THE BLOG
12/22/2010 12:48 pm ET Updated May 25, 2011

Five Principal Parts of Being a Principal

As a football fan, I always love this time of year. The season has progressed to the point where teams begin to distinguish themselves at the top of the heap or the bottom rung, based on performance. The one thing that I find among the best teams in the NFL is they have great leadership on the field in the form of the quarterback. In schools, the principal is the quarterback who leads the team. The principal's job is to take command in the huddle, call the play and get the ball in the hands of the right person to score points and win the game. Look at the bad teams in the NFL; many of those teams suffer from poor leadership from the quarterback. If we looked at some of the poorer performing schools, with some investigation, we would find that they also suffer from poor leadership.

Our schools need strong leadership from its principals. Of course, a principal is only as strong and effective as his or her team. However, in order for any school to grow, that school must have a school leader that wears many hats and can do many things. Here are five fundamental things that a principal must be and why, in my humble opinion (and not in any particular order):

  1. A principal must be a curriculum writer. Curriculum is the foundation; it is at the very core of our mandate to educate. All principals need to have the ability to work with the various district supervisors and school faculty to craft a functional and working curriculum with the ability to translate the curriculum to students and parents, as well to the teachers for execution.
  2. A principal must be a policy maker and policy enforcer. The school can only be as effective as the policies in place. All school policies must be strong and strongly reinforced to ensure compliance and order from the students, faculty, staff, and parents. The principal must not make policies that are counterproductive but rather policies that make the school function better. The principal must not be afraid of a teacher who believes that they are above doing hall duty, lunch duty or giving up a prep-period. The principal must not be afraid of a parent who advocates for a child who violated a school behavioral policy or academic policy. While there is some room for discretion, the principal must hold all people under the reach of school policy accountable.
  3. A principal must be a master manager. The principal must know how to manage people, tasks, and responsibilities. The job of a principal involves a lot of juggling. Day to day, the principal deals with everything from personnel to facilities, budgeting to scheduling. School leaders must know how to juggle, balance and keep the school fully functional at all times. A principal must know how to multitask, how to adjust on the fly and have an answer for any problem in the short-term. When dealing with issues of student behavior, teaching and learning, the principal must know how to both hold individuals accountable and have compassion while being respectful and professional.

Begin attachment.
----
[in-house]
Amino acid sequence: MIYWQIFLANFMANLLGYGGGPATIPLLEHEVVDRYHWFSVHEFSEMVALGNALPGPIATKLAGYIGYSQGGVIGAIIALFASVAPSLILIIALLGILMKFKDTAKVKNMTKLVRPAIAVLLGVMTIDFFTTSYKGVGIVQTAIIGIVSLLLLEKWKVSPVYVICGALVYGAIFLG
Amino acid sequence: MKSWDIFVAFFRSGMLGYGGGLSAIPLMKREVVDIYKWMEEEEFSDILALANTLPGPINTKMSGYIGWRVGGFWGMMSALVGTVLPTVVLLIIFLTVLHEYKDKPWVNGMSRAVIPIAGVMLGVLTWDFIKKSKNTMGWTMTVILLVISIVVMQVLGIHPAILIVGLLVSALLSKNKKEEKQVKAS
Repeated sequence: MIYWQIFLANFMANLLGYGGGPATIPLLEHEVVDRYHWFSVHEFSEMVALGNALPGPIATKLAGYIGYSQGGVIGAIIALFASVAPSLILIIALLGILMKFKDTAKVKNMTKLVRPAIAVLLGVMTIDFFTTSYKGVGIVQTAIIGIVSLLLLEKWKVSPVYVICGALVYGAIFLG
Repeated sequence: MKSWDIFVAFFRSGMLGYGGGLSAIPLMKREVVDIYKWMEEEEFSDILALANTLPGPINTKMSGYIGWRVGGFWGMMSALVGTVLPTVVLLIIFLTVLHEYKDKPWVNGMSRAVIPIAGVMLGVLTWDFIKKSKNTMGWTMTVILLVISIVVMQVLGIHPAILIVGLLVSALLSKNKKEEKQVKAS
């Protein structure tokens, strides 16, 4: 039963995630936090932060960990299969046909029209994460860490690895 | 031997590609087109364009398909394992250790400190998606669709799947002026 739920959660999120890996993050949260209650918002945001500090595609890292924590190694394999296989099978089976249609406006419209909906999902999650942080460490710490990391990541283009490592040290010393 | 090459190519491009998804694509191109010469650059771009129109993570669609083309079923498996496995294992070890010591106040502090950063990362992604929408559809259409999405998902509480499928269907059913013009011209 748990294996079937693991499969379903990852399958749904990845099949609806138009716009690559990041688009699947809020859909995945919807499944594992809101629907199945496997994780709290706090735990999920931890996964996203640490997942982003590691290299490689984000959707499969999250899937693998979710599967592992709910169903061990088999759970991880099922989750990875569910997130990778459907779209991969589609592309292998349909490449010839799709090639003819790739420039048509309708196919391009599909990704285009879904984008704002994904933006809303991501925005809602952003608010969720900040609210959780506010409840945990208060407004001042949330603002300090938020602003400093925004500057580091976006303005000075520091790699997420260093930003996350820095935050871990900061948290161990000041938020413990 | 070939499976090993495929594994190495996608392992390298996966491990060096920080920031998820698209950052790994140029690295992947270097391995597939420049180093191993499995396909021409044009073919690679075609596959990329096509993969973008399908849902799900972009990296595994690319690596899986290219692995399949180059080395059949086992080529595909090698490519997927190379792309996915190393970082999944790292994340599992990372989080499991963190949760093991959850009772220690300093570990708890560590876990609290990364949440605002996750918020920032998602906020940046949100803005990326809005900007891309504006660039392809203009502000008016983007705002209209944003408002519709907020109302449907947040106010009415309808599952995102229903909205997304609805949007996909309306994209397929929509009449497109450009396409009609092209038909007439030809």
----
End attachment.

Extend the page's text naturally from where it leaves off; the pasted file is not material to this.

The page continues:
4. A principal must understand, on a high-level, how to perform the staff's jobs, and not micromanage. Sometimes, the principal may have to perform the job of someone on their staff; the secretary, teacher or social worker. Sometimes, the principal will have to get their hands a little dirty, but they must remember that they are the principal and that the hired staff exists to handle the various functions. Principals must not take over the jobs of others, but rather use their knowledge and leadership skills to provide the staff the effective guidance to perform their jobs.
  5. A principal must be a visionary. Many principals are good at maintaining the status quo; there is no growth, no improvement and issues with the school remain issues. In many cases, the old adage, "if it aint broke, don't fix it," applies. However, when you see schools that challenge old ideas and endeavor to new frontiers to achieve results, there is usually a visionary principal leading the charge. It is in the book of Proverbs that we find the proverb, "where there is no vision, the people perish" (Proverbs 29:18a). Our schools perish without a vision for growth, innovation and success. Standards and mandates alone will not improve a school. In order for a school to improve and succeed, it will take a leader who is strategic -- one who can see societal and educational trends, someone who can spot a need and address that need in new and effective ways, and someone who spots a potential roadblock and makes a detour rather than a u-turn.

The principal's job is that of a CEO; formulating strategies and making major decisions affecting the functions of the school. Most importantly, a quality principal is the regulator of the school's academic atmosphere. How do you measure the quality of a school? Walk into a school and notice the attitudes of the people -- the students, teachers, administration, secretaries and custodial workers. Attitudes about teaching and learning, student ability and the level commitment to students and families are attributed to the leadership of the principal. Attitude is a reflection of leadership and the right kind of leadership will always exhibit clarity and purpose, not frustration and confusion.